In Bill Gates description of his work process, he said something that I found disturbing:
At Microsoft, e-mail is the medium of choice, more than phone calls, documents, blogs, bulletin boards, or even meetings (voicemails and faxes are actually integrated into our e-mail in-boxes).
The future of office communication, if what Gates says is any indication, is its sparsest form: e-mail. I’ve posted about this before, but I’ve got a few more things to add on this topic.
A while ago, I sat beside an interesting person who conducts leadership seminars for the FAA. Among the many insightful thoughts on leadership that he offered, he said that “Communication is 70% body language and facial expression, 20% voice tone, and 10% what is actually being said.” The numbers may be off, but the concept is sound—the actual written transcript of a face-to-face conversation fails to convey a significant amount of what was communicated. Try reading Hemingway’s short story “Hills Like White Elephants” and see how little the words represent what is actually being communicated.
People convey a significant amount of information in their facial reactions and body language without realizing it. I’m not just talking about the “Oh no she di’int” kind of looks that display obvious reactions or emotions, I’m also referring to the cues that are given during conversation that help the listener interpret what the speaker is saying. People can change the meaning of their words with intonation, a smile, a shrug of the shoulders, a furrowed brow. Actors know this from improvisational exercises where they have to create a completely understandable scene with nonsense sounds or create completely different stories using the same dialogue.
Kathy Sierra posted a great commentary on how humans have evolved into sophisticated pattern recognizers to pick up on the subtlest of visual cues from other members of their species. I won’t repeat what she says, its worth reading her post in full. I will add that there has been significant research on our ability to detect intent from seemingly imperceptible facial cues by former UCSF Psychology professor Paul Ekman—you may have read a great profile of him by Malcolm Gladwell in the New Yorker a while ago.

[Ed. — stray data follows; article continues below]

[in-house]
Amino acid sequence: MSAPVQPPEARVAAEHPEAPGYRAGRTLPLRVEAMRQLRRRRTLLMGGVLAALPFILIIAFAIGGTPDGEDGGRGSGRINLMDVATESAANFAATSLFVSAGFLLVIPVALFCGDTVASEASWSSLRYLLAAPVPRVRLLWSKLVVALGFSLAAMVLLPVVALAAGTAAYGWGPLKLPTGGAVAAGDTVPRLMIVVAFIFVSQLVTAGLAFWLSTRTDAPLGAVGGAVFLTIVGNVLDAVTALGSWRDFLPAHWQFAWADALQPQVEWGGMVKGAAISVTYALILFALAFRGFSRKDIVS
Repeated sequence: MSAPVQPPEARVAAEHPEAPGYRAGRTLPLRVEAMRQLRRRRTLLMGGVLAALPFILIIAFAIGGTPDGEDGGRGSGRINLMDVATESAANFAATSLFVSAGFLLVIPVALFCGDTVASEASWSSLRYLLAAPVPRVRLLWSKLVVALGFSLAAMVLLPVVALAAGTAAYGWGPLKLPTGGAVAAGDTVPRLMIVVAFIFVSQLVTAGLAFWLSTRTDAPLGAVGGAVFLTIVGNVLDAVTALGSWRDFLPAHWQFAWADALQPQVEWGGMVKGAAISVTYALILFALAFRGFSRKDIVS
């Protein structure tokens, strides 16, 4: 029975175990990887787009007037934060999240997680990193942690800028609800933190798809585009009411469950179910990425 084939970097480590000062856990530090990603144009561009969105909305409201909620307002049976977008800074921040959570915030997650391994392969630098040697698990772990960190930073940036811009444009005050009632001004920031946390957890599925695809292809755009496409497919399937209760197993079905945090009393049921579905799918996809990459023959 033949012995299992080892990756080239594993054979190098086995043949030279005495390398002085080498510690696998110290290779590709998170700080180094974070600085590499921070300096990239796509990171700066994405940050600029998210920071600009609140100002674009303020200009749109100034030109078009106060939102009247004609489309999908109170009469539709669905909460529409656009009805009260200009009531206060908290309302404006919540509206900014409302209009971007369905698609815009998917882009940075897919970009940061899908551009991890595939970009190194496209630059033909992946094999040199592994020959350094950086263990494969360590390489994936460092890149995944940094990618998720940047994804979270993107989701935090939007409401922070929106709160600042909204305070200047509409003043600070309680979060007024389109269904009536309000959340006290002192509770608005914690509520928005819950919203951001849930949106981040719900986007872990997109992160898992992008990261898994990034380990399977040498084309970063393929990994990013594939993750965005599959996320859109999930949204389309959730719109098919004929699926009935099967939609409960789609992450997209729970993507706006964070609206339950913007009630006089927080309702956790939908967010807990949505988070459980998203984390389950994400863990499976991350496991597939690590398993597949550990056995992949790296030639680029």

I’m sure that a group within Microsoft is hard at work creating a system that incorporates avatars within e-mails or instant messaging systems—serving up customer service Second Life-style—under the assumption that this will restore that need for visual contact while communicating. It won’t.
E-mail is a necessity in business and life, but it is no replacement for face-to-face communication. Previously I discussed miscommunication that can occur by eliminating the additional information from tone and visual cues, resulting in misunderstandings that would never have occurred had either videoconferencing or even a phone been used. There is something more than this lost, however, by relying excessively on e-mail for communication.
What is additionally lost is the back and forth that occurs in conversations, the refinement of what is said, the interplay of minds that can cause the conversation to go into a rewarding and unexpected tangent. Everyone should be able to think of times when a discussion that you expected to be short and on a single topic turned into a rich conversation of new ideas, perhaps producing long-lasting effects or resulting in the development of new initiatives. All of this is lost in e-mail, where there is no interplay. Think of a time when you had a great discussion with a friend over a beer or two, perhaps sitting on their porch at night, with the conversation ranging across all the important issues to you in the world. Now imagine yourself with a beer, sitting in front of a PC monitor, sending e-mails back and forth to that same friend. The ideas just ground to a halt, and not because you are no longer under the stars for inspiration.
One hundred years ago when letters were a much more common form of communication than today, I’m sure that no one suggested that letter writing should replace real conversation if the latter were possible, business or otherwise. Letter writing allowed thoughtful and careful commentary. Face-to-face discussion allowed exploration into unplanned and sometimes exhilarating thoughts, allowed one to realize that the other is misunderstanding and to add clarity to one’s point, allowed the listener to interject and ask questions where they need additional information. Just because e-mail makes delivery of written communication instantaneous doesn’t eliminate these differences.
This week is TV-Turnoff Week. Perhaps we could use an E-mail Elimination Week.